We met the friends with whom we spent Christmas Eve at a seasonal weekly outdoor concert for kids in our neighborhood. Their son and our daughter are only a month apart in age, and though I have only a vague recollection of that first encounter, I’d bet my next paycheck that we bonded over fruits and veggies in pouch form and conversation regularly interrupted by meltdowns. Basically, it was an impossible time for any of us to be at our best.
I agree with fellow Role Reboot writer Lindsay King-Miller that parents do well to incorporate child-free friends into their lives. Friends without kids do wonders in reminding you of your individual worth and the world outside your baby’s nursery. Jason and I love getting together with my child-free college roommates, who also live in the Boston area, precisely because they see our kid as a necessary add-on, rather than the main thrust for socializing. They’ve kept us in the know on important matters like the Trillium Brewing Company and where to get excellent, reasonably priced oysters. They steer the conversation blessedly toward politics, work issues, and benign gossip.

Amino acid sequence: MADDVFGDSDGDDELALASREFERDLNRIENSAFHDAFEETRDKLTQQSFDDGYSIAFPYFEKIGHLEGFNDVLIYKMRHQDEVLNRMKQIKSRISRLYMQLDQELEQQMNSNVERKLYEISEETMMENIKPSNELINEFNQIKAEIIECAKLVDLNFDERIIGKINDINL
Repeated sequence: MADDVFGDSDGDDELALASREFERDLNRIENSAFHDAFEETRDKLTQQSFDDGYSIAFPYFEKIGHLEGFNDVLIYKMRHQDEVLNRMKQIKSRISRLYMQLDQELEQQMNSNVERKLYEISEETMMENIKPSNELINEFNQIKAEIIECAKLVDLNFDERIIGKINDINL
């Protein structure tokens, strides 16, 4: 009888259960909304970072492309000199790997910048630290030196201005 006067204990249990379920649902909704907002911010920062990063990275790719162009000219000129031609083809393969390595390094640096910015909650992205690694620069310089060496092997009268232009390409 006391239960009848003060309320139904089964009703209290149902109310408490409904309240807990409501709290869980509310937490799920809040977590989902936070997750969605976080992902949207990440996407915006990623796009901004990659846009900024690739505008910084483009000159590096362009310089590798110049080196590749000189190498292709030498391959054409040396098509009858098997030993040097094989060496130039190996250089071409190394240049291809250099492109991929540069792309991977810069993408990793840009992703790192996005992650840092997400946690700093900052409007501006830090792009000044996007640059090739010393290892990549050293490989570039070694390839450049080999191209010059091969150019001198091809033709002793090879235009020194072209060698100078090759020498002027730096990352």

But parenthood has changed the nature of friendship for me in deep and permanent ways. I need a lot less from my friends—their time, for instance, which I can’t reciprocate anyway—and I’m finally able to need my friends in different, more individual ways that honor their strengths and accept their humanity.
And when it comes to being friends with other parents, I’ve found some freeing patterns that not only make motherhood better, but also aging in general.